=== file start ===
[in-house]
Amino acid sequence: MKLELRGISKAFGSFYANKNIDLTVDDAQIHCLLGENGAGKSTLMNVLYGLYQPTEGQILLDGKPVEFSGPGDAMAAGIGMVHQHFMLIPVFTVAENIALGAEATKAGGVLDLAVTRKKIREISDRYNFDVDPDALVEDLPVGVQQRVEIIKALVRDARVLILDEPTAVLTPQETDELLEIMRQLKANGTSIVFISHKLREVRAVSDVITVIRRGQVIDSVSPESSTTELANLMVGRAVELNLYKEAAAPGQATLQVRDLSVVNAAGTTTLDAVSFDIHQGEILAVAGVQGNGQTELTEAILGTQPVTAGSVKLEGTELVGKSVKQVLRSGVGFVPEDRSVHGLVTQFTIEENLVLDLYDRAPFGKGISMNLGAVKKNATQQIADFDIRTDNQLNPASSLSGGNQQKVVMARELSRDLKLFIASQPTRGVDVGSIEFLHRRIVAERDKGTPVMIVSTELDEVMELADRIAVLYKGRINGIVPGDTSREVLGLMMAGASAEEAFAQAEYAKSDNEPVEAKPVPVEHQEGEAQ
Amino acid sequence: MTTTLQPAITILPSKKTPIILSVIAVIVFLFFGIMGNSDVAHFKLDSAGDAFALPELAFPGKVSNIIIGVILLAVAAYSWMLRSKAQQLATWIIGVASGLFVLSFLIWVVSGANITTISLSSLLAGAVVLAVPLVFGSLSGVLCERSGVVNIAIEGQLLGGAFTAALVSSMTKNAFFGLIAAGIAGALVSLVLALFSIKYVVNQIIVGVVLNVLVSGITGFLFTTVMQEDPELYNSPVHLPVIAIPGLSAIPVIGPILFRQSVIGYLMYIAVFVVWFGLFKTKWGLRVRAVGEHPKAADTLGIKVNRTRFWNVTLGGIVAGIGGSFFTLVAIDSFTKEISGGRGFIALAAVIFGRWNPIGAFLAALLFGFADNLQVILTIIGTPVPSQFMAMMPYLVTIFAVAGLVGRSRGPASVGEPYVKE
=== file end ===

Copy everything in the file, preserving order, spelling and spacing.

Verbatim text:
[in-house]
Amino acid sequence: MKLELRGISKAFGSFYANKNIDLTVDDAQIHCLLGENGAGKSTLMNVLYGLYQPTEGQILLDGKPVEFSGPGDAMAAGIGMVHQHFMLIPVFTVAENIALGAEATKAGGVLDLAVTRKKIREISDRYNFDVDPDALVEDLPVGVQQRVEIIKALVRDARVLILDEPTAVLTPQETDELLEIMRQLKANGTSIVFISHKLREVRAVSDVITVIRRGQVIDSVSPESSTTELANLMVGRAVELNLYKEAAAPGQATLQVRDLSVVNAAGTTTLDAVSFDIHQGEILAVAGVQGNGQTELTEAILGTQPVTAGSVKLEGTELVGKSVKQVLRSGVGFVPEDRSVHGLVTQFTIEENLVLDLYDRAPFGKGISMNLGAVKKNATQQIADFDIRTDNQLNPASSLSGGNQQKVVMARELSRDLKLFIASQPTRGVDVGSIEFLHRRIVAERDKGTPVMIVSTELDEVMELADRIAVLYKGRINGIVPGDTSREVLGLMMAGASAEEAFAQAEYAKSDNEPVEAKPVPVEHQEGEAQ
Amino acid sequence: MTTTLQPAITILPSKKTPIILSVIAVIVFLFFGIMGNSDVAHFKLDSAGDAFALPELAFPGKVSNIIIGVILLAVAAYSWMLRSKAQQLATWIIGVASGLFVLSFLIWVVSGANITTISLSSLLAGAVVLAVPLVFGSLSGVLCERSGVVNIAIEGQLLGGAFTAALVSSMTKNAFFGLIAAGIAGALVSLVLALFSIKYVVNQIIVGVVLNVLVSGITGFLFTTVMQEDPELYNSPVHLPVIAIPGLSAIPVIGPILFRQSVIGYLMYIAVFVVWFGLFKTKWGLRVRAVGEHPKAADTLGIKVNRTRFWNVTLGGIVAGIGGSFFTLVAIDSFTKEISGGRGFIALAAVIFGRWNPIGAFLAALLFGFADNLQVILTIIGTPVPSQFMAMMPYLVTIFAVAGLVGRSRGPASVGEPYVKE